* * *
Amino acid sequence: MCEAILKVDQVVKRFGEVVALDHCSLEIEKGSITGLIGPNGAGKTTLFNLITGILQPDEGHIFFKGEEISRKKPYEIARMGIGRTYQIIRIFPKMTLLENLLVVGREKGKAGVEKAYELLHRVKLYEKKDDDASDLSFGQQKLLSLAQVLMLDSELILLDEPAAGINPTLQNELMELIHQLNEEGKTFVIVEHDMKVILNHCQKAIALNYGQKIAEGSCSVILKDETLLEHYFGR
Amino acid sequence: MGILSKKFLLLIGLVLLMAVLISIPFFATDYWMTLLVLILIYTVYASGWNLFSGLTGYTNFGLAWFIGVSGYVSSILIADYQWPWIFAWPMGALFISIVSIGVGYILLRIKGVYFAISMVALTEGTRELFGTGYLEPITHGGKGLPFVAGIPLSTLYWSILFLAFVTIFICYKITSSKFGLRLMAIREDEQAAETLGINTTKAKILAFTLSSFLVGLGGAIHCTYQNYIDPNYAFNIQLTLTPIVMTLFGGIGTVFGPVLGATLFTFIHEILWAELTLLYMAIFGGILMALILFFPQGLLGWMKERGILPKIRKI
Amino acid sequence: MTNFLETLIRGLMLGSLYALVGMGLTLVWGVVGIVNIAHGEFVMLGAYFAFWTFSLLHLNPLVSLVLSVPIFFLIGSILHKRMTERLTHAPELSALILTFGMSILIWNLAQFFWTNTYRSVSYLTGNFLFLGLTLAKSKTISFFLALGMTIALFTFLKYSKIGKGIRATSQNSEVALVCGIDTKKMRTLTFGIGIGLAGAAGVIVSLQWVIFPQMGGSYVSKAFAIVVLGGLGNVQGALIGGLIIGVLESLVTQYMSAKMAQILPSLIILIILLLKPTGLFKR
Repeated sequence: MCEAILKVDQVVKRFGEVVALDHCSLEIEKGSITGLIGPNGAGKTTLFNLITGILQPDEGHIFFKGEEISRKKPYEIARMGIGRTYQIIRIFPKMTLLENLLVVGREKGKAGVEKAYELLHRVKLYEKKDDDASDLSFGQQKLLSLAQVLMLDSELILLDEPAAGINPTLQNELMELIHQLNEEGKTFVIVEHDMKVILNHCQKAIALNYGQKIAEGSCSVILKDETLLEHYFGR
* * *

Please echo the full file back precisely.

Amino acid sequence: MCEAILKVDQVVKRFGEVVALDHCSLEIEKGSITGLIGPNGAGKTTLFNLITGILQPDEGHIFFKGEEISRKKPYEIARMGIGRTYQIIRIFPKMTLLENLLVVGREKGKAGVEKAYELLHRVKLYEKKDDDASDLSFGQQKLLSLAQVLMLDSELILLDEPAAGINPTLQNELMELIHQLNEEGKTFVIVEHDMKVILNHCQKAIALNYGQKIAEGSCSVILKDETLLEHYFGR
Amino acid sequence: MGILSKKFLLLIGLVLLMAVLISIPFFATDYWMTLLVLILIYTVYASGWNLFSGLTGYTNFGLAWFIGVSGYVSSILIADYQWPWIFAWPMGALFISIVSIGVGYILLRIKGVYFAISMVALTEGTRELFGTGYLEPITHGGKGLPFVAGIPLSTLYWSILFLAFVTIFICYKITSSKFGLRLMAIREDEQAAETLGINTTKAKILAFTLSSFLVGLGGAIHCTYQNYIDPNYAFNIQLTLTPIVMTLFGGIGTVFGPVLGATLFTFIHEILWAELTLLYMAIFGGILMALILFFPQGLLGWMKERGILPKIRKI
Amino acid sequence: MTNFLETLIRGLMLGSLYALVGMGLTLVWGVVGIVNIAHGEFVMLGAYFAFWTFSLLHLNPLVSLVLSVPIFFLIGSILHKRMTERLTHAPELSALILTFGMSILIWNLAQFFWTNTYRSVSYLTGNFLFLGLTLAKSKTISFFLALGMTIALFTFLKYSKIGKGIRATSQNSEVALVCGIDTKKMRTLTFGIGIGLAGAAGVIVSLQWVIFPQMGGSYVSKAFAIVVLGGLGNVQGALIGGLIIGVLESLVTQYMSAKMAQILPSLIILIILLLKPTGLFKR
Repeated sequence: MCEAILKVDQVVKRFGEVVALDHCSLEIEKGSITGLIGPNGAGKTTLFNLITGILQPDEGHIFFKGEEISRKKPYEIARMGIGRTYQIIRIFPKMTLLENLLVVGREKGKAGVEKAYELLHRVKLYEKKDDDASDLSFGQQKLLSLAQVLMLDSELILLDEPAAGINPTLQNELMELIHQLNEEGKTFVIVEHDMKVILNHCQKAIALNYGQKIAEGSCSVILKDETLLEHYFGR